NAT64 is implemented on devices by using persistent NAT. When the first SIP request message (first packet should be only from IPv6) transverses the DUT, address binding is created and then the packets can flow in both directions.

The NAT64 mechanism translates IPv6 packets to IPv4 packets and vice versa, which allows IPv6 clients to contact to the IPv4 servers using unicast UDP, TCP, or ICMP. The NAT-PT and NAT64 behavior seems similar, but these mechanisms are implemented differently.

When NAT64 with persistent NAT is implemented, the SIP ALG with IPv6 support adds the NAT translation to the persistent NAT binding table if NAT is configured on the address of record. Because persistent NAT cannot duplicate the address configured, coexistence of NAT66 and NAT64 configured on the same address is not supported.

Only one binding is created for the same source IP address.

STUN and SIP ALG

Session Traversal Utilities for NAT (STUN) is a solution to make VoIP work through NAT and firewall.

Previously STUN worked without the SIP ALG. This means that the SIP ALG was not involved when persistent NAT was configured.

STUN can coexist with the SIP ALG and SIP ALG is involved when persistent NAT is configured.

Understanding Incoming SIP ALG Call Support Using the SIP Registrar and NAT

Session Initiation Protocol (SIP) registration provides a discovery capability by which SIP proxies and location servers can identify the location or locations where users want to be contacted. A user registers one or more contact locations by sending a REGISTER message to the registrar. The To and Contact fields in the REGISTER message contain the address-of-record Uniform Resource Identifier (URI) and one or more contact URIs, as shown in Figure 4. Registration creates bindings in a location service that associates the address-of-record with the contact address or addresses.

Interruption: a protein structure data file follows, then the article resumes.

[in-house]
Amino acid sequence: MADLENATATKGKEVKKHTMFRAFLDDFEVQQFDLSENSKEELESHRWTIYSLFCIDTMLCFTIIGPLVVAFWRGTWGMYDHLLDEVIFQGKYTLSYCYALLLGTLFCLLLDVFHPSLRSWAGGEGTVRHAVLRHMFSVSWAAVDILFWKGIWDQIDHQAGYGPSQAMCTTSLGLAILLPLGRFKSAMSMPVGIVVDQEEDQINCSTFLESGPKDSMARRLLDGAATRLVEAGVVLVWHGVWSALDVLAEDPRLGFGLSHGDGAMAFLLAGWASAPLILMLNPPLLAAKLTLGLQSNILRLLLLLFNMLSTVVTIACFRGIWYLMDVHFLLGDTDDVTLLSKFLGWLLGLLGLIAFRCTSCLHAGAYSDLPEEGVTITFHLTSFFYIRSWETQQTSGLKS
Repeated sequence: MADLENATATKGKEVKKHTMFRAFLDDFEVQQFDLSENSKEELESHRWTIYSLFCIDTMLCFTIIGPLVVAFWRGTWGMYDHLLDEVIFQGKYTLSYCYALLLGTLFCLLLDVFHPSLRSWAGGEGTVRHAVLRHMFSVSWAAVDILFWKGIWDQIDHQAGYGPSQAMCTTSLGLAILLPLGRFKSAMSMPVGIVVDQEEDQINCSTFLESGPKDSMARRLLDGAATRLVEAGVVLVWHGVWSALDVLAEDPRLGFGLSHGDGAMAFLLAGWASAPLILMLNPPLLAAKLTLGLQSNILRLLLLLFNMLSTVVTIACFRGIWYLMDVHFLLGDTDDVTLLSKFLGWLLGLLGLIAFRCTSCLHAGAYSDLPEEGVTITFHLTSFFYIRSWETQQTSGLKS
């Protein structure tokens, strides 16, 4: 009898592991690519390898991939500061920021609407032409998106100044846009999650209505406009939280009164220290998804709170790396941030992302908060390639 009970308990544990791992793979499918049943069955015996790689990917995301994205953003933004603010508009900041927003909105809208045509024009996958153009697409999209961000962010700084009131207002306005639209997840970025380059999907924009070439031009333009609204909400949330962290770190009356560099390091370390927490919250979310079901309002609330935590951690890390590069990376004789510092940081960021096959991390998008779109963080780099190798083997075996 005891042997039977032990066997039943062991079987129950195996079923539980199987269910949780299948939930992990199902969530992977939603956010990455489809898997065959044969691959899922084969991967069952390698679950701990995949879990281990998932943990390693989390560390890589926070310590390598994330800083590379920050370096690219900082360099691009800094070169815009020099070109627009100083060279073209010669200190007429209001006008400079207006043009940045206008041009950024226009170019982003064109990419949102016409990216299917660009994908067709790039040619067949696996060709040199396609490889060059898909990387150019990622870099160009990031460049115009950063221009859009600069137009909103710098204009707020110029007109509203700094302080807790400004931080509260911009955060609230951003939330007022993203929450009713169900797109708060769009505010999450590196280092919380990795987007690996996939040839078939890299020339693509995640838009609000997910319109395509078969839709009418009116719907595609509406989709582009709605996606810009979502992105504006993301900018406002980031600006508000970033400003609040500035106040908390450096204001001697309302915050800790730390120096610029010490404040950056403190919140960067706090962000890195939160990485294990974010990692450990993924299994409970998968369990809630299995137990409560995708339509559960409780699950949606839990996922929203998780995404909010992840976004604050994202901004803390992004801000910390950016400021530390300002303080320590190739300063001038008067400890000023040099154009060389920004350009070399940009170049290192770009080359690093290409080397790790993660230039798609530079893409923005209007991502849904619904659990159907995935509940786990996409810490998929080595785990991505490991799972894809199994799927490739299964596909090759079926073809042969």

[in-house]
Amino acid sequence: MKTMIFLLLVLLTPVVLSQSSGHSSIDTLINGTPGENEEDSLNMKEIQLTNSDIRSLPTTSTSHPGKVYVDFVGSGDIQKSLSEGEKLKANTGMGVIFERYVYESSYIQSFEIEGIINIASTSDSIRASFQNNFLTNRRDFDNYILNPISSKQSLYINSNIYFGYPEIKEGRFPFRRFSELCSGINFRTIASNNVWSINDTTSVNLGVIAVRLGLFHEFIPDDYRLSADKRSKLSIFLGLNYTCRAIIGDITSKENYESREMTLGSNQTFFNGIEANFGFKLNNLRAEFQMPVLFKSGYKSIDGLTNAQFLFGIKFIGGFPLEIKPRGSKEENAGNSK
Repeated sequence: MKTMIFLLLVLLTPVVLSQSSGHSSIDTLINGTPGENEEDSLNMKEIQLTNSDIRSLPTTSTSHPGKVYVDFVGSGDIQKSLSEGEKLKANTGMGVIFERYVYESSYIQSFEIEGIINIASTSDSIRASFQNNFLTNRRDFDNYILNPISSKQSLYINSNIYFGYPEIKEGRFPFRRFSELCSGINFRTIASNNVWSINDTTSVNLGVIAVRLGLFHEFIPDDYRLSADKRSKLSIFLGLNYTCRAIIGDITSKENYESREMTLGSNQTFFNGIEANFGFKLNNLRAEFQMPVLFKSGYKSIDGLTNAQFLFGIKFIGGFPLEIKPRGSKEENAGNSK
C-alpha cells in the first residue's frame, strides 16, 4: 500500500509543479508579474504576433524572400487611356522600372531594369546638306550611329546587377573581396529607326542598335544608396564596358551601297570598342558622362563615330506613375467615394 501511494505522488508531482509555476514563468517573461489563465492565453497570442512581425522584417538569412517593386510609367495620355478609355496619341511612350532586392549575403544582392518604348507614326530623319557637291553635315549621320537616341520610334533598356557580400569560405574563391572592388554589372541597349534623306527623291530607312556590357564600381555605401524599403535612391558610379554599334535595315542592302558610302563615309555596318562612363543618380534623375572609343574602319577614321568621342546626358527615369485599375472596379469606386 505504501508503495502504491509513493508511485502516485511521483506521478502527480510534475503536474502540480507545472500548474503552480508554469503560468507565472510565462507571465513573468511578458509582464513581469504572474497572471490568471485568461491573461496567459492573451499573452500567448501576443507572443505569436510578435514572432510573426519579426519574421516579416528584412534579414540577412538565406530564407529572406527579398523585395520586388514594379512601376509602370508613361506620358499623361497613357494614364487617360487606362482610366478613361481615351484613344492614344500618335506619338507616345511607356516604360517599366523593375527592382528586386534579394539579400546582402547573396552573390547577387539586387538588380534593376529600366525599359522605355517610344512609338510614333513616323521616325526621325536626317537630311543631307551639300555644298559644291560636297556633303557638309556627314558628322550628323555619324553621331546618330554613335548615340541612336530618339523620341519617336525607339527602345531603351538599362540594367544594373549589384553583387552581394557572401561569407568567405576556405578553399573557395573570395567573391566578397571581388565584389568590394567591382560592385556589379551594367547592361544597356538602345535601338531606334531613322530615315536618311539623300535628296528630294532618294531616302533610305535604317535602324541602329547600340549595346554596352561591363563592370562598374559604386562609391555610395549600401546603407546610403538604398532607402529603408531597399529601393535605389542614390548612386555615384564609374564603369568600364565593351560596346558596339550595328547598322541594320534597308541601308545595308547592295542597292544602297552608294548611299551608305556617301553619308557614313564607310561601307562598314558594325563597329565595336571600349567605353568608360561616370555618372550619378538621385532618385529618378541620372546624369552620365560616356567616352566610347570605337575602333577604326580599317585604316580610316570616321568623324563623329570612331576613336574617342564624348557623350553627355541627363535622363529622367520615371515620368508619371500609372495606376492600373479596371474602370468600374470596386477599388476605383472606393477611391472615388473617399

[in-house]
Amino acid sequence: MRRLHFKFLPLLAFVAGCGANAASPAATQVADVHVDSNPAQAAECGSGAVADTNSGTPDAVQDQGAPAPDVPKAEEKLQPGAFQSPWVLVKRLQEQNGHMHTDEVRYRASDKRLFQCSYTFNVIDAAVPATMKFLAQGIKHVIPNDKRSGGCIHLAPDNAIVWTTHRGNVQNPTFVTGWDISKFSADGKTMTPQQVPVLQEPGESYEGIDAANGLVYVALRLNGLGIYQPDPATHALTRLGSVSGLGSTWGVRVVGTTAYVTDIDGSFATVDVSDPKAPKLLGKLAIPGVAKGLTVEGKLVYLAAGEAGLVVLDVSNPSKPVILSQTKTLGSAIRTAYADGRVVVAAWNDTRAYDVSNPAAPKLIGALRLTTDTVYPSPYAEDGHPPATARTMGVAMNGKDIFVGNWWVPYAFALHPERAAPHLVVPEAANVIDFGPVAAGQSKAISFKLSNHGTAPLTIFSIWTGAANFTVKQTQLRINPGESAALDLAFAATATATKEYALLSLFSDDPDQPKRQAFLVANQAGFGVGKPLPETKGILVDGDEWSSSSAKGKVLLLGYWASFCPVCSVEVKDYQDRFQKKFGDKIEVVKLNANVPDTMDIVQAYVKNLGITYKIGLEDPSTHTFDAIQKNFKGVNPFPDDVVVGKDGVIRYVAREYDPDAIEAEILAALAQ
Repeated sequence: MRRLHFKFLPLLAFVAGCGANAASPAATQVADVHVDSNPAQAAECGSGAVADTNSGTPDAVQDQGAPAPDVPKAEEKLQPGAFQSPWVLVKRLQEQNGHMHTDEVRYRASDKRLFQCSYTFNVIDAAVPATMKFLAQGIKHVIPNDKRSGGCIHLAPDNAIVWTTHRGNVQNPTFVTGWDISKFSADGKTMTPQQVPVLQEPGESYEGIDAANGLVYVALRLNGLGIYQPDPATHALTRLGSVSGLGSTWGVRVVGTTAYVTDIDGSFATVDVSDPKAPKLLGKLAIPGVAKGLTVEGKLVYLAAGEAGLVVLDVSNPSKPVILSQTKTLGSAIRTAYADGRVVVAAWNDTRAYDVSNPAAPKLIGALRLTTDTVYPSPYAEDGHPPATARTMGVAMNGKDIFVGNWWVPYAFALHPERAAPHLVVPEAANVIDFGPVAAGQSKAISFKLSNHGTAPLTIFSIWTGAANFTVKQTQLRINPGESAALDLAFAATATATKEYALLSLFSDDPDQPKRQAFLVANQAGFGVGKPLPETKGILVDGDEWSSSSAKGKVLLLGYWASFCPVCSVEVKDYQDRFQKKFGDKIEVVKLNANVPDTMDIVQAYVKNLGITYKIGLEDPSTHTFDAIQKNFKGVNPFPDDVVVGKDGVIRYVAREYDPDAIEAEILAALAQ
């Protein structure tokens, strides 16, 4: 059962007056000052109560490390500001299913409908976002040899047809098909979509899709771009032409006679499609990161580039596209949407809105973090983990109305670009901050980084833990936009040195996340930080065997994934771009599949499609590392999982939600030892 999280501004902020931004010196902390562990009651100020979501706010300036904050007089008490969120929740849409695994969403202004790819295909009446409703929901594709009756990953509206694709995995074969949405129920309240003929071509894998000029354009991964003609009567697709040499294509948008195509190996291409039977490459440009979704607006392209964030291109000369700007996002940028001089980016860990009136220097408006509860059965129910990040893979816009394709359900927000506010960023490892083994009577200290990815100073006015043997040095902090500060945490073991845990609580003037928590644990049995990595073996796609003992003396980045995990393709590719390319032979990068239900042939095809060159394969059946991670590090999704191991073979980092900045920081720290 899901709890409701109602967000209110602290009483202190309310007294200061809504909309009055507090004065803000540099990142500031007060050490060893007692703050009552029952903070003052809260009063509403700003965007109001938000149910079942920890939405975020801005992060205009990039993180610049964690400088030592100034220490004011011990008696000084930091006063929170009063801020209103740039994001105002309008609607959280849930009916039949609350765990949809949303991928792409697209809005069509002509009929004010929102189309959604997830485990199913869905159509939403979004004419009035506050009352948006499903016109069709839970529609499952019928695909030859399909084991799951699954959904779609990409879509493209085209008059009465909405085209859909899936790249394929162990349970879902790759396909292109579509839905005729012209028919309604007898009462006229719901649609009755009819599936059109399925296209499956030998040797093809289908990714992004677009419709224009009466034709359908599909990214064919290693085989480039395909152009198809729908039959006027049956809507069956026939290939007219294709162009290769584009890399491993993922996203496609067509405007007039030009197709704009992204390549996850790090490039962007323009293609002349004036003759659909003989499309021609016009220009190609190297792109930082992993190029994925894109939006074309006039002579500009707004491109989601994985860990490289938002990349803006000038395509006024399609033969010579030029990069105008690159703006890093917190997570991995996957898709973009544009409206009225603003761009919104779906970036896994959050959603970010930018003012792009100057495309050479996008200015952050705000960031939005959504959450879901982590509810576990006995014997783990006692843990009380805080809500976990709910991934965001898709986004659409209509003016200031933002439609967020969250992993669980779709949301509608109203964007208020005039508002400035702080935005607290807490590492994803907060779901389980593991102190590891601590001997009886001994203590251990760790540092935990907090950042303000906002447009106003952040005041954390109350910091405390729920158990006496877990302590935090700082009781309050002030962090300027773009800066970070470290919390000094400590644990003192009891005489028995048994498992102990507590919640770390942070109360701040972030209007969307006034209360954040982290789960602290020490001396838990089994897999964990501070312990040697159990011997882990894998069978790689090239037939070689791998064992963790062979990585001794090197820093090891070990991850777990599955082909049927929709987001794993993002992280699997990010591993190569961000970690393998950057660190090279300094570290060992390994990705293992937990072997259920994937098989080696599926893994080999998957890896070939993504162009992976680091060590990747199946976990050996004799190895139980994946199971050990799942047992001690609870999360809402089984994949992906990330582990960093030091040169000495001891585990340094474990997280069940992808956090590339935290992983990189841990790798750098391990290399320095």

The device monitors outgoing REGISTER messages, performs Network Address Translation (NAT) on these addresses, and stores the information in an Incoming NAT table. Then, when an INVITE message is received from outside the network, the device uses the Incoming NAT table to identify which internal host to route the INVITE message to. You can take advantage of SIP proxy registration service to allow incoming calls by configuring interface source NAT or NAT pools on the egress interface of the device. Interface source NAT is adequate for handling incoming calls in a small office, whereas we recommend setting up source NAT pools for larger networks or an enterprise environment.